In a blow to the record industry's effort to eradicate illegal music downloading, a federal judge has ruled that two North Carolina universities do not have to disclose the identities of two college students who allegedly file-swapped songs on the universities' computer systems.
According to The Associated Press, the Recording Industry Association of America filed subpoenas at North Carolina State University and the University of North Carolina at Chapel Hill in November 2003 in order to obtain the schools' cooperation in identifying two file-sharers who logged on to the peer-to-peer system as "CadillacMan" and "hulk."
Initially, the schools cooperated in the case, U.S. Magistrate Judge Russell A. Eliason wrote in an order filed earlier this month, but administrators pulled out after joining the attorneys of the students, who objected to the RIAA's request.
Fred Battaglia and Michael Kornbluth, the Durham, North Carolina, lawyers who represent the UNC-CH student targeted in the case, said they were not concerned with allegations of music piracy but with whether identifying their client would violate her privacy rights, according to the AP.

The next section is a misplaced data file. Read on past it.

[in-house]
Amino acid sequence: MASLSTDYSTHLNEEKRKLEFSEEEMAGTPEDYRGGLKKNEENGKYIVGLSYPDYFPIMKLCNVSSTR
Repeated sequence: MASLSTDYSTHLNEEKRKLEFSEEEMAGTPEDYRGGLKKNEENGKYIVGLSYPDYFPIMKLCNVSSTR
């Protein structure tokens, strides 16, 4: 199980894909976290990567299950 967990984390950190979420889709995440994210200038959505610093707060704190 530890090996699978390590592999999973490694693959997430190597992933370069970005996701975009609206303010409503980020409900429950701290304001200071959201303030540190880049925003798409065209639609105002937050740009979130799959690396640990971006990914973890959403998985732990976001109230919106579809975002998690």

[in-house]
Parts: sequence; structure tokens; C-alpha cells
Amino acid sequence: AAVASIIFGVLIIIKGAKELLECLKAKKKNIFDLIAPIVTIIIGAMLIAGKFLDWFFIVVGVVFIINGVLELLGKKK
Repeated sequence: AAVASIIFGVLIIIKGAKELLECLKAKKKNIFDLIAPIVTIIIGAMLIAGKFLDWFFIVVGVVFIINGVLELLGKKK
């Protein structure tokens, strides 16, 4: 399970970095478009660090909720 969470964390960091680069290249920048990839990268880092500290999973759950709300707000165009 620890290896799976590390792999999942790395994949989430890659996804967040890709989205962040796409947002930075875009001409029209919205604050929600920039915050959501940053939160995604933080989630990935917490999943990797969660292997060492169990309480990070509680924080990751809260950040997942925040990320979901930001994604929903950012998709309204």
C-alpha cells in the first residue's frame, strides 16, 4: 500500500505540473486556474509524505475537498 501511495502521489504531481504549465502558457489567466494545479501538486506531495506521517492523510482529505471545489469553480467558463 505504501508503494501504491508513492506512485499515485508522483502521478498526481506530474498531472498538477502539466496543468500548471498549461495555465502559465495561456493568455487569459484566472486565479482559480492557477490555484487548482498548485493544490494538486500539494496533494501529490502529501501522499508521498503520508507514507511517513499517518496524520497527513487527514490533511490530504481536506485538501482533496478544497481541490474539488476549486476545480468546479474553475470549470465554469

"This was a test case for North Carolina, and the way it stands as we speak is that the North Carolina schools cannot release the names of these individuals," Battaglia said.
Kornbluth added that the ruling only applied to P2P file sharing. "We would never condone music piracy," he said. "What we're interested in is the rights of the individual [and] privacy rights being protected."
Lisa Katz, a spokesperson for the University of North Carolina, said the school was pleased with the order but does not condone students' downloading copyrighted information.
Earlier this month, the RIAA filed 405 lawsuits against students at 18 different universities who allegedly used Internet2 — a private research network used by colleges across the country — to trade copyrighted songs and movies (see "RIAA Sues More Than 400 College Students Over Internet2 Downloads").
For complete digital music coverage, check out the Digital Music Reports.